More Israeli municipalities are launching waste separation-at-source programs, encouraging residents to separate their trash into wet and dry streams at home.

There has been a 63 percent rise in number of households participating in the effort between 2013 and 2014, according to a report published on Thursday.

The study, authored by a team led by Gilad Ostrovsky, head of the Adam Teva V’Din (Israel Union for Environmental Defense) waste and recycling division, provides a status report on the integration of waste separation- at-source programs into household behavior in Israel. The report has been published under the auspices of the international Reducing Biowaste and Composting Conference held at Tel Hai College on Thursday. Adam Teva V’Din, MIGAL Research Institute, the Upper Galilee Regional Council and the SCOW (Selective Collection of the Organic Waste in Tourist Areas) EU initiative sponsored the conference.

In 2014, the number of households separating their waste at source increased by approximately 63%/ This amounts to 310,434 households in 43 local authorities.

About 3.5 million people in the local authorities are participating in the effort, and about 56% of them take part in the waste separation- at-source program.

The report’s authors estimate that about a quarter of domestic organic waste is now being separated at source in Israel. The leading local authorities separate half of their organic waste.

“These are definitely encouraging results,” the report said.

The average amount of organic waste collected is approximately 2,707 tons per month, a 30% rise since June 2012. Most of the sorted waste goes to compost and anaerobic digestion facilities.

The researchers’ conclusions were drawn from Central Bureau of Statistics population data, information from the Environmental Protection Ministry, and responses to questionnaires and other communications with local authorities participating in the program.

The towns that excelled in compliance with the program were small and medium- sized local authorities, rather than larger cities like Jerusalem, Tel Aviv and Haifa, the findings showed.

The local authorities with the greatest success were Megiddo, Rosh Pina, Ofakim and Misgav; these towns achieved nearly 100% separation rates. Trailing them closely were Ra’anana, Shoham, Givat Brenner, Kfar Saba, Mateh Asher Regional Council, Savyon, Afula, Golan Regional Council and Ness Ziona.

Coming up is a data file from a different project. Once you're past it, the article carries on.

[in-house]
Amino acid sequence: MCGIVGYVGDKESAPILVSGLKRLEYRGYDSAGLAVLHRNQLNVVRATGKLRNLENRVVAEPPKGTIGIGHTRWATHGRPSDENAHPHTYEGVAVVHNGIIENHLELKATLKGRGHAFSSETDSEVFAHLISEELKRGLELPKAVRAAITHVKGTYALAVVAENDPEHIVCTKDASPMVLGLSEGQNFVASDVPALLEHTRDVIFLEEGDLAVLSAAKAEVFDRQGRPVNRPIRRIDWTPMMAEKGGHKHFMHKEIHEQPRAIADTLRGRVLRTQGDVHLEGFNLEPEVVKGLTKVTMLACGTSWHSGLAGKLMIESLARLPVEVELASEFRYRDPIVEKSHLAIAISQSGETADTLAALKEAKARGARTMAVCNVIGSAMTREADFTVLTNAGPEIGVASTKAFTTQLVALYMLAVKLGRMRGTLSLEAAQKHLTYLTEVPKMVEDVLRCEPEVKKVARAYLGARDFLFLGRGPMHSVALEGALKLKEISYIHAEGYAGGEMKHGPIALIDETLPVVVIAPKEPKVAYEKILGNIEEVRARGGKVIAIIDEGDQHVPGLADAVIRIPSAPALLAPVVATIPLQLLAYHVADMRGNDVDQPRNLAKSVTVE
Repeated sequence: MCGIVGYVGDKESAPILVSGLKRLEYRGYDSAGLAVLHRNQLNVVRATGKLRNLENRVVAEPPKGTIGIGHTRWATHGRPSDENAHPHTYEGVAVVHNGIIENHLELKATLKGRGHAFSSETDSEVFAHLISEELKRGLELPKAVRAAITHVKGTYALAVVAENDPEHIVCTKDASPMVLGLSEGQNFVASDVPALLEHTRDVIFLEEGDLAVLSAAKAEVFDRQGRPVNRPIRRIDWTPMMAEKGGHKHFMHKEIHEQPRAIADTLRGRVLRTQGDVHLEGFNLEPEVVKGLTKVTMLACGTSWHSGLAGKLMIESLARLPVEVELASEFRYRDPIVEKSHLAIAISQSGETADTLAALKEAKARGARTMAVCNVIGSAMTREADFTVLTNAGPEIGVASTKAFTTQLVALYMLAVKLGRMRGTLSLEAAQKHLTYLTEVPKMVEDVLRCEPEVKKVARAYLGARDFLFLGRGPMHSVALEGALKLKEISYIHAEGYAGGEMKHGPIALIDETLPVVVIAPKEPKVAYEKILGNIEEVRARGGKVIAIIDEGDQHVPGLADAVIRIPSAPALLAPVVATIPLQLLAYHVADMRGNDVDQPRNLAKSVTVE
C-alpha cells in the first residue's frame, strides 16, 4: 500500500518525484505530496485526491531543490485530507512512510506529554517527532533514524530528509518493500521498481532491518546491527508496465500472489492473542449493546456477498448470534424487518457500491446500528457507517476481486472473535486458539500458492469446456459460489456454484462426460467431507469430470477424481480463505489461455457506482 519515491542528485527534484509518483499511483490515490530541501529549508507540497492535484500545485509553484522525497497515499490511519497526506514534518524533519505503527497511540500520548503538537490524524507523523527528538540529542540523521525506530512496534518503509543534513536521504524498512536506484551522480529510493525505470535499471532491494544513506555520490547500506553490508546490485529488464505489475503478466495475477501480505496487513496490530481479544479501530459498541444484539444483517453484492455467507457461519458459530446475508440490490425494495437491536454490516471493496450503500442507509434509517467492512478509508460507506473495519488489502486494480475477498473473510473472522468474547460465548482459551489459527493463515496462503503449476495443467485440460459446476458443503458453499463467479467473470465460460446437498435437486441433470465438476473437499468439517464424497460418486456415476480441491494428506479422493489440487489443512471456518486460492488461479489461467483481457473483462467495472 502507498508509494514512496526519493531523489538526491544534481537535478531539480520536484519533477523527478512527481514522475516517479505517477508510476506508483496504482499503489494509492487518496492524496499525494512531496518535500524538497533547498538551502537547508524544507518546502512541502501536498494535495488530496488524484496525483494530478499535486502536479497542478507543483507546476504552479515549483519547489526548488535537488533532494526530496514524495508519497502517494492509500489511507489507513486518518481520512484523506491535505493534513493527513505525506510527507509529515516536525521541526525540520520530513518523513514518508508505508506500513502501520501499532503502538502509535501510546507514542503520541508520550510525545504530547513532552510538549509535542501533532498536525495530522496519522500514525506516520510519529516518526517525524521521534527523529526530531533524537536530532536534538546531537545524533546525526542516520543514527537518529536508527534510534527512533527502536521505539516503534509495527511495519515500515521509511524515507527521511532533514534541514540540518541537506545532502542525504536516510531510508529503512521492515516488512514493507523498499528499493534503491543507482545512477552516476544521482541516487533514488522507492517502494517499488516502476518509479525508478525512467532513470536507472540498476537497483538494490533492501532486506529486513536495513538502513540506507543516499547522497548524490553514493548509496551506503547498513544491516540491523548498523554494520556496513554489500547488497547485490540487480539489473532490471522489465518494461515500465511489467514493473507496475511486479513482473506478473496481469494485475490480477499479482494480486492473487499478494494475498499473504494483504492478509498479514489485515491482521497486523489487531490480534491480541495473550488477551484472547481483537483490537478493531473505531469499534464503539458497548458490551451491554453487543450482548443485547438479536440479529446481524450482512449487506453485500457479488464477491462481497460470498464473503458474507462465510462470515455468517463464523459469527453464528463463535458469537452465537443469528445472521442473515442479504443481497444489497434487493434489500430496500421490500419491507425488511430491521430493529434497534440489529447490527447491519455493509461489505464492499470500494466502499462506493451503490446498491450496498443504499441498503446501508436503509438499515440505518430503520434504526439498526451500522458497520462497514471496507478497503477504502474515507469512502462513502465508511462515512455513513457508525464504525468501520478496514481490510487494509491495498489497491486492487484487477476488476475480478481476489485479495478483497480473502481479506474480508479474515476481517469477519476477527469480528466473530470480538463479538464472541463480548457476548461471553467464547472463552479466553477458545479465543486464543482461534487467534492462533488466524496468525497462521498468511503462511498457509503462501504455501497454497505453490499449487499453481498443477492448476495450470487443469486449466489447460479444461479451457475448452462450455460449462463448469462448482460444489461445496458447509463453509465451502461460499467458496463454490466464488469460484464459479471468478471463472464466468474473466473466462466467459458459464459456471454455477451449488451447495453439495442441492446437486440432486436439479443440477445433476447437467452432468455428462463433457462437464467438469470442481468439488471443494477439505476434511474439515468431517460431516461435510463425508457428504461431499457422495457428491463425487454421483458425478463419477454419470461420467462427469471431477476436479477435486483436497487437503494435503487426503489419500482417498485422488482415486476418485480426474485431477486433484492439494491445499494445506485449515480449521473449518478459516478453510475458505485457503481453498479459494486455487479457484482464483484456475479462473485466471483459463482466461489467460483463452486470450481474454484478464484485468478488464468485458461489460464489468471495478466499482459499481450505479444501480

Haifa, Tel Aviv and Jerusalem were the bottom three performers, all falling below 5%, with Jerusalem the worst of the three.

Looking at rankings based on quantity of waste separated so far in 2014, the top performers were Ashdod (57,673 tons), Kfar Saba (32,000 tons), Ra’anana (22,000 tons), Modi’in-Macabbim- Reut (17,000 tons), Hadera (13,500 tons) and Afula (13,100 tons) as.

In addition to the 43 local authorities currently in the program, about 20 more are planning waste separation- at-source programs.

Meanwhile, funds generated from landfill levies support the creation of separation- at-source programs and waste-treatment facilities.

Many of the challenges facing waste separation- at-source programs are organizational and economic because the process will require a realignment of the waste-treatment chain. In addition, a change in attitudes and habits on the part of residents is necessary to realize successful outcomes.

Other challenges lie in the separation process per se, as residues of inorganic substances in less-than-carefully separated organic piles hinders a successful operation, said the report. It is therefore crucial to convey the importance of performing quality separations to residents.

Frequent quality surveys will also be needed.

As well as boosting separation-at-source in homes, waste separation will be critical in commercial settings, as this waste constitutes a significant portion of the country’s overall trash, the report said. Neighborhood composts is another type of waste that is difficult to quantify.

Measure to evaluate effectiveness relative to investment will also be needed.

The’ final recommendation is that the Environmental Protection Ministry make all waste-collection data from local authorities available to the pubic. Such a move “encourages transparency and openness among the authorities, [facilitating] growth and raise[ing] awareness about events in the field,” they concluded.

Adam Teva V’Din and the ELA recycling corporation announced the most outstanding plastic-bottle recyclers for 2013 at the Reducing Biowaste and Composting Conference Thursday.

Kfar Shmaryahu was the local council with the highest recycling rate per inhabitant, averaging about 132 bottles or 5.53 kg. of plastic per person. The regional council with the greatest total recycling figures was Jezreel Valley Regional Council.

It collected about 245,000 bottles, or 103 tons of plastic, according to data from ELA.

All in all, Israel’s average per capita bottle-recycling rate for 2013 was 1.26 kg. of plastic, equivalent to about 29 bottles, the company added.

“Today, every three-yearold knows what it is to recycle, and understands the enormous importance of the subject and brings it to the agenda of their family members,” said ELA chairwomen Nehama Ronen, including “...not only ... residents of big cities, but ... hundreds of communities all over the country who take an active part in the revolution of recycling....”

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